The Curse of Michael Jordan? The Post-Dynasty Bulls Just Can’t Seem to Get it Right

With the exception of the pathetic Miami Heat, the Chicago Bulls were the biggest disappointment in the NBA this season. Coming off a 49 win campaign and an opening round sweep of the defending champions (the aforementioned Heat), the Bulls were picked to be a contender for the Eastern Conference Championship this year. But along the way, something went horribly wrong. Management failed to acquire the low post scorer that the team desperately needed to elevate into elite status. Luol Deng and Ben Gordon each turned down lucrative contract extensions in the preseason ($10 million plus per year), then struggled with the added pressure of playing for a better contract all season. Ben Wallace proved to be one of the most damaging free agent acquisitions of the past decade. and, perhaps most inexplicably, Kirk Hinrich devolved into a below average point guard, as seen in his precipitous statistical decline (from 16.6 ppg, .448 FG%, .415 3pt%, 17.09 PER in 2006-07 to 12.2 ppg, .414 FG%, .335 3pt%, 13.18 PER in ’07-08). For Bulls fans like myself, the breaking point came at the trading deadline a month ago, when, after years of speculation about acquiring superstars like Kevin Garnett and Kobe Bryant, the Bulls ultimately traded for Larry Hughes and Drew Gooden. The team is in complete disarray, and they once again face a long offseason of rebuilding.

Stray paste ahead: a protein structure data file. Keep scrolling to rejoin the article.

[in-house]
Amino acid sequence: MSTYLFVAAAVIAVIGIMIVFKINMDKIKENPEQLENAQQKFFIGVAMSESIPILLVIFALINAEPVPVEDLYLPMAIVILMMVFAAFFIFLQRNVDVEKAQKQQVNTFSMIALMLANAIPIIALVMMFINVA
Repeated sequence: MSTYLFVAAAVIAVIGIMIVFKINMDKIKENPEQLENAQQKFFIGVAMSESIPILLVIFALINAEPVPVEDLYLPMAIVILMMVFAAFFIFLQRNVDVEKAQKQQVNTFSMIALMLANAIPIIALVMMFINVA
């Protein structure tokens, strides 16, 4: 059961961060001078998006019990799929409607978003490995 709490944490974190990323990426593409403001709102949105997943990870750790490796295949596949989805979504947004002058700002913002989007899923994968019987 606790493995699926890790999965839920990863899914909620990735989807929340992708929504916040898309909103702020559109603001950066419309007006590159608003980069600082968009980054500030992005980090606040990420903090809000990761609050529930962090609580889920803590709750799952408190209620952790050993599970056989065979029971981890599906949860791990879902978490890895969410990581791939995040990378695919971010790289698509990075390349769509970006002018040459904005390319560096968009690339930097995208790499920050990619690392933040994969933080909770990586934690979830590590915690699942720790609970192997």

Unfortunately, this pattern is very reflective of their recent history. since Michael Jordan retired, the Bulls have been one of the least successful franchises in the sport, accumulating a .366 winning percentage, which averages out to 30 wins per season. Following is a year-by-year breakdown of their endless rebuilding efforts in the post-dynasty era:

Record: 13-37 (strike shortened season)

Draft: Corey Benjamin (pick 28)

Key Contributors: Toni Kukoc, Ron Harper, Brent Barry

Commentary: Jerry Krause famously forced Phil Jackson out of Chicago, and hired the overmatched Tim Floyd as his replacement. However, even the Zen Master couldn’t do anything with this group, which was saddled with the departures of Michael Jordan, Scottie Pippen, Dennis Rodman, and Luc Longley.

Draft: Elton Brand (pick 1, co-rookie of the year), Ron Artest (pick 16)

Key Contributors: see draft

Transactions: Traded Toni Kukoc in three-team deal, acquiring a 1st round pick from Washington, along with John Starks and Bruce Bowen

Commentary: Rebuilding effort number 1. Jerry Krause famously decreed that Elton Brand would be his power forward for the next ten years after selecting him with the number one overall pick in a stacked draft. They also stole Ron Artest in the middle of the first round, and managed to get value in the Kukoc deal. They seemed to be on their way toward respectability, especially with Brand looking like a potential superstar in his first year.